thu 25/07/2024

The Flying Dutchman, Opera North | reviews, news & interviews

The Flying Dutchman, Opera North

The Flying Dutchman, Opera North

Uncluttered, semi-staged Wagner, full of musical thrills

The Orchestra and Chorus of Opera North, with Richard Farnes conductingAll images by Robert Workman

We’ve been spoilt over the past few summers in Leeds; Opera North’s semi-staged Ring has been a triumph, and the whole cycle will be performed complete in June 2016. To fill the Town Hall in 2015 we’ve got concert performances of Wagner’s The Flying Dutchman. You have to commend the decision taken to play the work straight through without any intermissions, though it’s a bit of a slog in places; much of Act 2 feels dramatically inert.

By contrast, Götterdämmerung’s five hours pass in the blink of an eye.

You marvel at how much Wagner’s style was to develop in just a few decades; in a work like Siegfried you’re on the edge of your seat, wondering what’s going to come next. There aren’t quite so many magic moments in The Flying Dutchman, but when they do arrive they can still shock. Like the passage just before the Dutchman makes his first entrance, when the texture becomes alarmingly spare and we hear very little apart from a few lonely, sustained brass notes.

As with The Ring, Peter Mumford’s unfussy direction and video projections make up for the lack of staging. It’s hard to fault the overall effect; rarely do you miss being in an opera house. Wagner’s orchestra (this time rather smaller than the one we’ve become accustomed to) provides more than enough sonic and visual thrills to compensate, and it’s fun to see the on-stage musicians making their appearances. There are some striking visuals: during the overture’s stormier music there’s a swaying ship’s mast which will, if you stare at it for long enough, make you feel as if the whole hall is rocking. The Dutchman’s haunted eyes glare at us. A large screen is fashioned to look like a sail. Fotini Dimou’s elegant costume designs work well, though the Dutchman’s black spangly greatcoat is comically distracting when it first appears.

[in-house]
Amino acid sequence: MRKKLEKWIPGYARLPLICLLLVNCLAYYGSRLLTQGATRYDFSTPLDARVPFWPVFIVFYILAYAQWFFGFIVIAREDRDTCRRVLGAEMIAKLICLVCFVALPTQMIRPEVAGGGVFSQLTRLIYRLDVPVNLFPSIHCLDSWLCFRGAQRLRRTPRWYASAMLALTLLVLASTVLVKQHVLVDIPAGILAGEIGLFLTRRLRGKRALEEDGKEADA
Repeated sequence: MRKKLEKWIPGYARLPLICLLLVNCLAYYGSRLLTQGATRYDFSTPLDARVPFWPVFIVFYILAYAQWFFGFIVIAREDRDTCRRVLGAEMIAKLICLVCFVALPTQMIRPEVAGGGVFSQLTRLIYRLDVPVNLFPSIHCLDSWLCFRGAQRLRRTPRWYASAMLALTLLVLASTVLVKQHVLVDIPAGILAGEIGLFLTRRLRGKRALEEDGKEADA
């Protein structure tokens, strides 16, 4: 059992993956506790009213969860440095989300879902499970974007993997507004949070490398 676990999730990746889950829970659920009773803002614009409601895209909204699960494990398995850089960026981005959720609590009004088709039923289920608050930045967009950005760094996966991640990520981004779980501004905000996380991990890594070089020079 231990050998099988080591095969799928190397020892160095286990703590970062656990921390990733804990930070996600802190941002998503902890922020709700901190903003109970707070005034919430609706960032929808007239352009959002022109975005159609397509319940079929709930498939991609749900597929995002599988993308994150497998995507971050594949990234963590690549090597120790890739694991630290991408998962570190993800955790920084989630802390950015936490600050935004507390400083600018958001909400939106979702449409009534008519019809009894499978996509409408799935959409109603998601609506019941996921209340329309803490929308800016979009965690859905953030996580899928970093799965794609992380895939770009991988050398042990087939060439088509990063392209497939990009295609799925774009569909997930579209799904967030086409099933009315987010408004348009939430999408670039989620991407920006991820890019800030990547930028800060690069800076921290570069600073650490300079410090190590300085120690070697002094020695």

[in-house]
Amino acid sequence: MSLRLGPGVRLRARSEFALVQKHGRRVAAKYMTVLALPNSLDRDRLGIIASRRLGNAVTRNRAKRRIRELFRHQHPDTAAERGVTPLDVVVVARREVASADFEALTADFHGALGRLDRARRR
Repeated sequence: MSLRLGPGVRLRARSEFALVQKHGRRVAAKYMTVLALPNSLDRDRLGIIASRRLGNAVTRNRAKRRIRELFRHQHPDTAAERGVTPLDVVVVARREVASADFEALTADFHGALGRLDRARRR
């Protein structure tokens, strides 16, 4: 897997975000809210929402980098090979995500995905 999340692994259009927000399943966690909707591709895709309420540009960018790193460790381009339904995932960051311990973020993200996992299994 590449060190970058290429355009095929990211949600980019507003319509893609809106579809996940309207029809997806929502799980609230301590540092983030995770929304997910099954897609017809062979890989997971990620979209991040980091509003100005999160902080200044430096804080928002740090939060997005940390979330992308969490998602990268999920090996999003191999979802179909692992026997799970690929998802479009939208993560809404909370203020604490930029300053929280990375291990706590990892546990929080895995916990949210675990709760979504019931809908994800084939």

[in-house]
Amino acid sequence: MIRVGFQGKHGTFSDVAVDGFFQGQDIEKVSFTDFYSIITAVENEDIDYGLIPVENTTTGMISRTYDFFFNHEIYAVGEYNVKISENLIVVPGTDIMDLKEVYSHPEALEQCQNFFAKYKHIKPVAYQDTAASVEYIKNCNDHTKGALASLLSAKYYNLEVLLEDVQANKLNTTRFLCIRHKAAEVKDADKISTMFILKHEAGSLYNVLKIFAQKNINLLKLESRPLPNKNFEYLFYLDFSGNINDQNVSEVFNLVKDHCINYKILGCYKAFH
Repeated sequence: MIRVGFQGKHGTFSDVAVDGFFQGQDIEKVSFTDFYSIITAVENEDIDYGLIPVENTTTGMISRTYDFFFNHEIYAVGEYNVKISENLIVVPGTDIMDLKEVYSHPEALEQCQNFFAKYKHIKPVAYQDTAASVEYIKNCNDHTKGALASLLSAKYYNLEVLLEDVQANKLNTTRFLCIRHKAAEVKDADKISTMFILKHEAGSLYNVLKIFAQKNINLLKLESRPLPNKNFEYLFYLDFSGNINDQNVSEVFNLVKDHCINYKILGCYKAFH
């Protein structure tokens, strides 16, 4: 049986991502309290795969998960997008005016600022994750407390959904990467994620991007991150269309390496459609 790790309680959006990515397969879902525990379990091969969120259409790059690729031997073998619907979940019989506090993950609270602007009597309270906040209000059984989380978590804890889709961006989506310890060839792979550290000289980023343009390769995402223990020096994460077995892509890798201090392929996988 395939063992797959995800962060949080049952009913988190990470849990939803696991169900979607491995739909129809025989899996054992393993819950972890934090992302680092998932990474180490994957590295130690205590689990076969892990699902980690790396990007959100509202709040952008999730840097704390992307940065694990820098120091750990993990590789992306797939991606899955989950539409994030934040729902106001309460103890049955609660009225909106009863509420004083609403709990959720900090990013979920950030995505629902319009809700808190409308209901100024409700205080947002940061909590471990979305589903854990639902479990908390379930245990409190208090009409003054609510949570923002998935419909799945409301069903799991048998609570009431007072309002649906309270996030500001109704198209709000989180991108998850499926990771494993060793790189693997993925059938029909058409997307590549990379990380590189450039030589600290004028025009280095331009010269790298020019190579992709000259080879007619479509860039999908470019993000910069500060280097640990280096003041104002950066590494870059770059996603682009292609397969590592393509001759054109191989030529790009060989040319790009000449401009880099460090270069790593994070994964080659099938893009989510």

Most of the cast are familiar from the company’s Ring, and seeing them again is like welcoming old friends. Mats Almgren’s glowering Daland (pictured above, centre, with Belá Perencz and Alwyn Mellor) is exceptional; watching his eyes glaze over as he looks at the jewels which the Dutchman has given him inevitably recalls his turn as Fafner. Seeing him break out into a smile at the opera’s close is a surprise. A real pleasure too when you’ve a bass who can sing so musically and accurately, even at full volume.Belá Perencz’s stoic Dutchman commands attention even when he’s doing nothing. Alwyn Mellor as Senta combines towering strength with vulnerability. We get excellent support from Ceri Williams’s Mary and an engaging turn from Mark Le Brocq as Daland’s Steersman. There’s a welcome return from Mati Turi as a bluff, dependable Erik; you have to stifle a cheer when he makes his entrance in Act 2.

Opera North’s chorus excel throughout, especially when taunting the Dutchman’s crew. There’s flawless orchestral support under the unassuming Richard Farnes, controlling Wagner’s various strands like a benign spider at the centre of a particularly tangled web.

A swaying ship’s mast will make you feel as if the whole hall is rocking


Editor Rating: 
Average: 4 (1 vote)

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Well.................I was on my feet at the end! Yes, it was a long haul, but worth maintaining the full-on power of Opera North's wonderful orchestra.

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